Additionally, she does not seem to realize the issues with having the only East Asian character be a slave, only doing the bidding of her master, Lord Voldemort. (These issues, along with the many others with this casting, are outlined in this great essay by Desiree Annis Miranda)
History of Sexuality by Michel Foucault
Remember that time Dumbledore was gay? Me neither. This text by Michel Foucault outlines how sexualities other than what we call straight, have existed and will continue to exist for as long as mankind will.
After the release of Harry Potter and the Deathly Hallows, J.K. Rowling announced that the wise character of Dumbledore was gay. And at the time, it was met with widespread backlash. Remember, in 2007, only three countries had legalized gay marriage, to say nothing of how trans and nonbinary people were viewed.
However, in 2018, the LGBTQIA+ community is far more widely accepted, and having a prominent gay character shown to be gay in film would not be a big deal. Despite this, we will not be seeing Dumbledore’s romantic relationship with Grindelwald in the new Fantastic Beasts movie. Queer representation in media is an uphill battle, and has always been, but after being denied a chance to see a beloved character be his true self once, we had hoped that we would be able to see it the second time around. Especially because this time, it makes a lot more sense. Dumbledore and Grindelwald’s relationship is at the crux of the war between the light and dark side in the pre-Voldemort era. It is, in this day and age, ridiculous that we wouldn’t be able to see this play out in its fullest form.
I hope this book serves as a reminder to J.K. Rowling that being gay is not a sin, it is not something that is inappropriate for children, and that queerness has always existed.
An Indigenous Peoples’ History of the United States by Roxanne Dunbar-Ortiz
For those of us unfortunate enough to remember Pottermore, it may still be difficult to remember the addition to Potter canon known as Ilvermony, the American school. According to the site, the school was founded by an immigrant witch who sailed to America on the Mayflower, crossdressing for no reason to be found here.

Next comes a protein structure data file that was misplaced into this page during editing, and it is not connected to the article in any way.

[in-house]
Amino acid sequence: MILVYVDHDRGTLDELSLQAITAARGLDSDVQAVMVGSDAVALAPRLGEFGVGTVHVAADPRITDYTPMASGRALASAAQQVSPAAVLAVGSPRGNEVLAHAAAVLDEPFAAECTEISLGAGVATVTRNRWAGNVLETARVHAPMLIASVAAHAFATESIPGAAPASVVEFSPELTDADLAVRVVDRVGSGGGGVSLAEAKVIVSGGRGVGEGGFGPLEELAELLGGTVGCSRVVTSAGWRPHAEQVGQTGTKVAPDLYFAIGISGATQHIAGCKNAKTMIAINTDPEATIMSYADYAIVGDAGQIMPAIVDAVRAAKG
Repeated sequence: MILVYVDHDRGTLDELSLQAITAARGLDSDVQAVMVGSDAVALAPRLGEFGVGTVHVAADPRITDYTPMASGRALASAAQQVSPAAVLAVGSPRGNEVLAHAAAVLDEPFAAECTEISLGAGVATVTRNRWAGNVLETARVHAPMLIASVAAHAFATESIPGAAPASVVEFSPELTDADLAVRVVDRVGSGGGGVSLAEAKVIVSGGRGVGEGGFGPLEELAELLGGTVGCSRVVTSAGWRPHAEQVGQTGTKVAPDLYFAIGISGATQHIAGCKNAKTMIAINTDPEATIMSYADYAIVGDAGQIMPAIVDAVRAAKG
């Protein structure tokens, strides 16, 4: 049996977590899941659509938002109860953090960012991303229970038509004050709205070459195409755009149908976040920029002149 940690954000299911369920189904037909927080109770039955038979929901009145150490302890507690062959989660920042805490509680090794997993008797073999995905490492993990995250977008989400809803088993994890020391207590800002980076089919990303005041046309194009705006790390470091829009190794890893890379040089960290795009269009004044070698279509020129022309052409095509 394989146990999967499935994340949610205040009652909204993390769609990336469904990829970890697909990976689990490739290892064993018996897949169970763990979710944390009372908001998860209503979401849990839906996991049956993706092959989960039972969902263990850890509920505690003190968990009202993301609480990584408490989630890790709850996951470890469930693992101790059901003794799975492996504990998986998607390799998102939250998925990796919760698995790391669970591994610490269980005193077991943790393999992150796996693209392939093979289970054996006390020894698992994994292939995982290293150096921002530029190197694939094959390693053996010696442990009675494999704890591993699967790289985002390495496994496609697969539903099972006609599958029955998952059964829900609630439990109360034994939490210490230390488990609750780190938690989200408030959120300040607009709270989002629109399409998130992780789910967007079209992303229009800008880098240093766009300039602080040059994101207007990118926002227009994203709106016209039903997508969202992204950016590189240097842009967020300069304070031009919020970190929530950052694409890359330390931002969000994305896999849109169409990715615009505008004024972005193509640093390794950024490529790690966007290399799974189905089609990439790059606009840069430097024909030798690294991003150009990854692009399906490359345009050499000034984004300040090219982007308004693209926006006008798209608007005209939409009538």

However, the issue to be had with Ilvermony is simply J.K. Rowling’s lack of any understanding whatsoever of the treatment of indigenous people by the white colonizers. In Rowling’s version of wizard America, the Wampanoag and Narragansett people are casually allowed to attend Ilvermony, and the colonizers happily live in harmony with the indigenous community with seemingly no repercussions from the muggle world throughout history. The only issues in Ilvermony stem from the wizarding world itself. This is despite the fact that many witches and wizards canonically have muggle ancestry and would bring their own prejudices into school with them. And the fact that the wizarding world never seems to take well to outsiders.
Additionally, magic is treated as a gift that the European settlers brought into America instead of something that native people had to begin with. Considering the other things colonizers brought into America, like smallpox and guns, it’s hard to align that with the “gift” of magic. It also harkens back to the European notion that they were civilizing natives by showing them the right way to live in the world, when they were really just erasing indigenous culture. It’s possible that native magic already existed, just not in a form that the European mindset can recognize.